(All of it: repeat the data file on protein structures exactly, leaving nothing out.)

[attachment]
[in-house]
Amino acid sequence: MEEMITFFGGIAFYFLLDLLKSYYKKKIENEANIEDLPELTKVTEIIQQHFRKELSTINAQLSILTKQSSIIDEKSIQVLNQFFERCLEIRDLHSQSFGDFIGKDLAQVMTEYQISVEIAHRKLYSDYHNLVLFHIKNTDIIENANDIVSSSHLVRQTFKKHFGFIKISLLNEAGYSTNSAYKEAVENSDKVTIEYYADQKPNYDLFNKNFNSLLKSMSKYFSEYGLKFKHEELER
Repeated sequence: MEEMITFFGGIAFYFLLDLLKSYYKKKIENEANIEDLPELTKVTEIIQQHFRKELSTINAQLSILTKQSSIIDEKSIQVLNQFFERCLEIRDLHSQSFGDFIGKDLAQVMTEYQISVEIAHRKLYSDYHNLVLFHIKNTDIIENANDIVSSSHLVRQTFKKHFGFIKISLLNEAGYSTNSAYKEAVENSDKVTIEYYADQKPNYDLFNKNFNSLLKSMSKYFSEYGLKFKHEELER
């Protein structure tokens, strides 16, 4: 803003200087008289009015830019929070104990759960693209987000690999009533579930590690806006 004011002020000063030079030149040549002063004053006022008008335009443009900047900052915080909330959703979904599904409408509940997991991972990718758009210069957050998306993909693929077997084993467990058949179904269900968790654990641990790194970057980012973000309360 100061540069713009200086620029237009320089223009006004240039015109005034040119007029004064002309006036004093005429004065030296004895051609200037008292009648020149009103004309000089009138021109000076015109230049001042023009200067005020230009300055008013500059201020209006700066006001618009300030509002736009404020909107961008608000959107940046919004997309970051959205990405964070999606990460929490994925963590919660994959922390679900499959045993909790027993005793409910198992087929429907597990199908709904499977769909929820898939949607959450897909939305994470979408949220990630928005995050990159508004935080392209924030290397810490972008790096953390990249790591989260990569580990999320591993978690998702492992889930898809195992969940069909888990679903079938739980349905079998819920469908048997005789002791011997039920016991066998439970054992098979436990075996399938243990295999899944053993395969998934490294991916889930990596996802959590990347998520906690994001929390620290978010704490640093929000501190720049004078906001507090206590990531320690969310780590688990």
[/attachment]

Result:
[in-house]
Amino acid sequence: MEEMITFFGGIAFYFLLDLLKSYYKKKIENEANIEDLPELTKVTEIIQQHFRKELSTINAQLSILTKQSSIIDEKSIQVLNQFFERCLEIRDLHSQSFGDFIGKDLAQVMTEYQISVEIAHRKLYSDYHNLVLFHIKNTDIIENANDIVSSSHLVRQTFKKHFGFIKISLLNEAGYSTNSAYKEAVENSDKVTIEYYADQKPNYDLFNKNFNSLLKSMSKYFSEYGLKFKHEELER
Repeated sequence: MEEMITFFGGIAFYFLLDLLKSYYKKKIENEANIEDLPELTKVTEIIQQHFRKELSTINAQLSILTKQSSIIDEKSIQVLNQFFERCLEIRDLHSQSFGDFIGKDLAQVMTEYQISVEIAHRKLYSDYHNLVLFHIKNTDIIENANDIVSSSHLVRQTFKKHFGFIKISLLNEAGYSTNSAYKEAVENSDKVTIEYYADQKPNYDLFNKNFNSLLKSMSKYFSEYGLKFKHEELER
């Protein structure tokens, strides 16, 4: 803003200087008289009015830019929070104990759960693209987000690999009533579930590690806006 004011002020000063030079030149040549002063004053006022008008335009443009900047900052915080909330959703979904599904409408509940997991991972990718758009210069957050998306993909693929077997084993467990058949179904269900968790654990641990790194970057980012973000309360 100061540069713009200086620029237009320089223009006004240039015109005034040119007029004064002309006036004093005429004065030296004895051609200037008292009648020149009103004309000089009138021109000076015109230049001042023009200067005020230009300055008013500059201020209006700066006001618009300030509002736009404020909107961008608000959107940046919004997309970051959205990405964070999606990460929490994925963590919660994959922390679900499959045993909790027993005793409910198992087929429907597990199908709904499977769909929820898939949607959450897909939305994470979408949220990630928005995050990159508004935080392209924030290397810490972008790096953390990249790591989260990569580990999320591993978690998702492992889930898809195992969940069909888990679903079938739980349905079998819920469908048997005789002791011997039920016991066998439970054992098979436990075996399938243990295999899944053993395969998934490294991916889930990596996802959590990347998520906690994001929390620290978010704490640093929000501190720049004078906001507090206590990531320690969310780590688990």